Want to spice up your tab view? There's a flag for that... if you're using Chrome Developer Channel v53 on Android. The newest Chrome Dev for Android adds a new flag for just that: #tab-switcher-theme-colors. When enabled, this flag will color your open tabs in the tab manager interface in Chrome, just as they're colored when viewing a single page. The tab theme-color attribute was finally added to all versions of Chrome regardless of your usage of merged tabs back in January earlier this year. I have to admit, it does look pretty sweet to see your tab colors in the tab manager UI. Read More
After hitting the beta channel back in April, Chrome version 51 has just been pushed to Stable with a new API that allows sites to interact with the browser's credential manager and some under-the-hood changes that should improve the scrolling experience and power consumption on both mobile and desktop. It also entirely removes the option to have Chrome tabs show up in the recent apps view on Android, which was introduced in Lollipop.
The Credential Management API is a new tool proposed by the W3C group which aims to make it easier and more streamlined to sign in to sites and webpages. Read More
Confession: as a web writer who has to constantly research new stories, keep an eye on social networks, stay in contact with my coworkers, and see if that jerk on eBay has outbid me for the LEGO T-rex from the Dino Defense HQ set, I often have dozens and dozens of Chrome tabs open on my desktop by the end of the day. That sort of wanton disregard for computer memory doesn't really translate over to mobile, where the single screen limits multitasking to a certain degree. But Google is going to enable my bad habits on Android phones and tablets soon: in the third developer preview of Android N, users can open Chrome windows side by side. Read More
The day has come. Okay, not quite. But you've waited a long time for Android apps to come to Chrome OS. You've left comments. You've replied to comments. You even left more comments. Now your work is being rewarded. As we've all recently heard, Google plans to bring the Play Store to Chromebooks. At Google I/O today, the company has made things official. Read More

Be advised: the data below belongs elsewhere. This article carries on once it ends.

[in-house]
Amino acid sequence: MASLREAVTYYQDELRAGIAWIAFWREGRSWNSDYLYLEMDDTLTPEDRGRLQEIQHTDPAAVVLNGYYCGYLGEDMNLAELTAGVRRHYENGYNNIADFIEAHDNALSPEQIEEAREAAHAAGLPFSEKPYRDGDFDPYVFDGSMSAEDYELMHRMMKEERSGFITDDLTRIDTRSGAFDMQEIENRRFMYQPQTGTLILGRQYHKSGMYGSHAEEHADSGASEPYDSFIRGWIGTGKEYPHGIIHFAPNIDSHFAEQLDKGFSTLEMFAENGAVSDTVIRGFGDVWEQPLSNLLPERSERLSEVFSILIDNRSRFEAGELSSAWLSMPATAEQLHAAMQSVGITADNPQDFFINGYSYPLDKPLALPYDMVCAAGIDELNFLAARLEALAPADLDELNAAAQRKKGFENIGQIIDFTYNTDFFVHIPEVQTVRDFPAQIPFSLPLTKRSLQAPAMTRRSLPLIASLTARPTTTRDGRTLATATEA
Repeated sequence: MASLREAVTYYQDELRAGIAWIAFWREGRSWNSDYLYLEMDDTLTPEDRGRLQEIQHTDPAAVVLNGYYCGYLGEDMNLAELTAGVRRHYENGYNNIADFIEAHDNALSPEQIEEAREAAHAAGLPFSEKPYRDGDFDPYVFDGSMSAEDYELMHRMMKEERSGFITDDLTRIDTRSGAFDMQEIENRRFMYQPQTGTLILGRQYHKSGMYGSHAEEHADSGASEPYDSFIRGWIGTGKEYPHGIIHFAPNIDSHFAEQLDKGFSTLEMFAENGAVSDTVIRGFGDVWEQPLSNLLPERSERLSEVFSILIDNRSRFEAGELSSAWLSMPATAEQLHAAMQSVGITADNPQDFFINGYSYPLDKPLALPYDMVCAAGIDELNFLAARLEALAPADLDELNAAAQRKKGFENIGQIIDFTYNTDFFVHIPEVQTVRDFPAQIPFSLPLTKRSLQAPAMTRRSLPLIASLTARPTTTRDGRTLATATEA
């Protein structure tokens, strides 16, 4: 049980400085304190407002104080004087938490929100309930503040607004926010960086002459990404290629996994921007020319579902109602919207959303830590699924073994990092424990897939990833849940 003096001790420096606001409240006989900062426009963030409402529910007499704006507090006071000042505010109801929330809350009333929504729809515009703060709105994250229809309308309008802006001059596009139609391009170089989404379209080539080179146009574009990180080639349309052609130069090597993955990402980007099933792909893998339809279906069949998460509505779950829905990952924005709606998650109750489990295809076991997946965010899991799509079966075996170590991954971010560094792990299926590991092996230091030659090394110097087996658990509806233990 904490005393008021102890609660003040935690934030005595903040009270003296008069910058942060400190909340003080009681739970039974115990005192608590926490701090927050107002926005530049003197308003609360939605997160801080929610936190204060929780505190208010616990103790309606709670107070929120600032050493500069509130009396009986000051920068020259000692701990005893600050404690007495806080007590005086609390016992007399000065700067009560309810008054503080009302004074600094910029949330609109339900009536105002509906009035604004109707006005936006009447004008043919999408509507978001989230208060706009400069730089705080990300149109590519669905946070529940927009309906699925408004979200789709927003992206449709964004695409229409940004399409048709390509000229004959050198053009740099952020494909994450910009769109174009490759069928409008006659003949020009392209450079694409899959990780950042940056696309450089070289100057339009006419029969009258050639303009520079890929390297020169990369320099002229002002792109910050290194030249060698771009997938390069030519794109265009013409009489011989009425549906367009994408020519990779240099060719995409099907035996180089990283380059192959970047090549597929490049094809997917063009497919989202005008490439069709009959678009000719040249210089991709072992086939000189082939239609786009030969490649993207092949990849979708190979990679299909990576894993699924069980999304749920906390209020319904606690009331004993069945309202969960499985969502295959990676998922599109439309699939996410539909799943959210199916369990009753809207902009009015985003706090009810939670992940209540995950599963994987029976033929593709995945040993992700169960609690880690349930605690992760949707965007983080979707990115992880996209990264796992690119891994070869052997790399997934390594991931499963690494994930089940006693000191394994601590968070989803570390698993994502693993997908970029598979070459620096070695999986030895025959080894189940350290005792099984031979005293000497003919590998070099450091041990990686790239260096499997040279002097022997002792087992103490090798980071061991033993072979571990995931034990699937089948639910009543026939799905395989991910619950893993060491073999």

Koush had to take his device mirroring tool Vysor off the Chrome store last week after H.264 owner MPEG-LA came calling with a big bill. It seems the H.264 decoder in Vysor entitled MPEG-LA to royalties on Koush's free app. Well, after a weekend of coding, Vysor is back with a new decoder and a subscription option. Read More
I always felt like one of the big downers to web browsing on mobile was typing in passwords. Of course, the built-in password management for Chrome (and other mobile browsers) can sometimes take care of things for you. But I'm sure if you do a lot of signing in, you know there are some sites whose login system just doesn't work with the browser's password manager. With Chrome v51, now in beta, Google is taking some steps to help smooth things out.
W3C, the web standards group, has created an API to help homogenize the relevant aspects of signing into websites. Read More
Google has nearly completed the process of removing the merged apps/tabs option from Chrome after the option was pulled from the recent beta build. But what comes next? The Chromium bug tracker hinted at a new feature called Herb in Chrome v52, and indeed, there are several flavors of Herb in the new dev update. Read More
The march of Chrome updates never ends, and now is the time for the beta build to advance. Google is rolling out Chrome Beta v51 on Android. Since we've already seen v51 in the dev channel, we know what to look for—and yep, the merged tabs/apps option is indeed gone. So, that wasn't a fluke.
Google has now backed down on the merged apps and tabs option that was introduced in Lollipop. It was first made non-default, then it was pulled in Chrome Dev a few weeks ago. Read More
Google has deemed Chrome 50 ready for public consumption. Read More
In 2014, Google brought a few Android apps to Chrome OS - at first it was a trickle, and then more and more came, until an astounding 29 apps were available. Google then released ARC Welder, a tool that allowed developers to port their apps without Google's involvement. But Android apps on Chrome OS have always felt like they didn't really belong on Chrome. Now, Google might be about to change that.
According to reddit user /u/TheWiseYoda, there is a setting in Chrome OS v51 (which is currently available through the developer channel) which says "Enable Android Apps to run on your Chromebook." In and of itself, that's not really saying anything - Android apps have been on Chrome OS for a while. Read More